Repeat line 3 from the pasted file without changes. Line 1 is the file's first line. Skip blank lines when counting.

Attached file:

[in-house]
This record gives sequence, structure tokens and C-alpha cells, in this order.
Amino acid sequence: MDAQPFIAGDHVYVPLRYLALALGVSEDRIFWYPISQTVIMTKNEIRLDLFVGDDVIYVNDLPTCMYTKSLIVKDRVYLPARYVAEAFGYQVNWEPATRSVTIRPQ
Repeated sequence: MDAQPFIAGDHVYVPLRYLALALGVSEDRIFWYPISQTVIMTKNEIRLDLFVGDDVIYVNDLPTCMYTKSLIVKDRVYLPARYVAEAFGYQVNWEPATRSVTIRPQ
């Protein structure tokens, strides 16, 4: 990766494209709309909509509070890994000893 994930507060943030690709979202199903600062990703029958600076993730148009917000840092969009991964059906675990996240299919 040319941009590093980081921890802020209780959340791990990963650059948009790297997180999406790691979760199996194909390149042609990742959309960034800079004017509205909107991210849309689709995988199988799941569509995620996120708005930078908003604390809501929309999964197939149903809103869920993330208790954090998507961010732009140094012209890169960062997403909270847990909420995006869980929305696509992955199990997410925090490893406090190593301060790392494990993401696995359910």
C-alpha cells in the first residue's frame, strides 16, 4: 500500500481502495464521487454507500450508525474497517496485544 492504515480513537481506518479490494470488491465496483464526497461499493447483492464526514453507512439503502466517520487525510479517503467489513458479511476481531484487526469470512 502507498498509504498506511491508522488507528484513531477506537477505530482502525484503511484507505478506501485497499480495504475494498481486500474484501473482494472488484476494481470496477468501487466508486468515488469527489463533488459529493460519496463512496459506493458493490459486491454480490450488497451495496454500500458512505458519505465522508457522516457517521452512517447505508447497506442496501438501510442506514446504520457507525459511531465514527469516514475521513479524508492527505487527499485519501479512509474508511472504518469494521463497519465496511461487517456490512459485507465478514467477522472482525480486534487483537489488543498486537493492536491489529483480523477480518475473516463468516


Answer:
Amino acid sequence: MDAQPFIAGDHVYVPLRYLALALGVSEDRIFWYPISQTVIMTKNEIRLDLFVGDDVIYVNDLPTCMYTKSLIVKDRVYLPARYVAEAFGYQVNWEPATRSVTIRPQ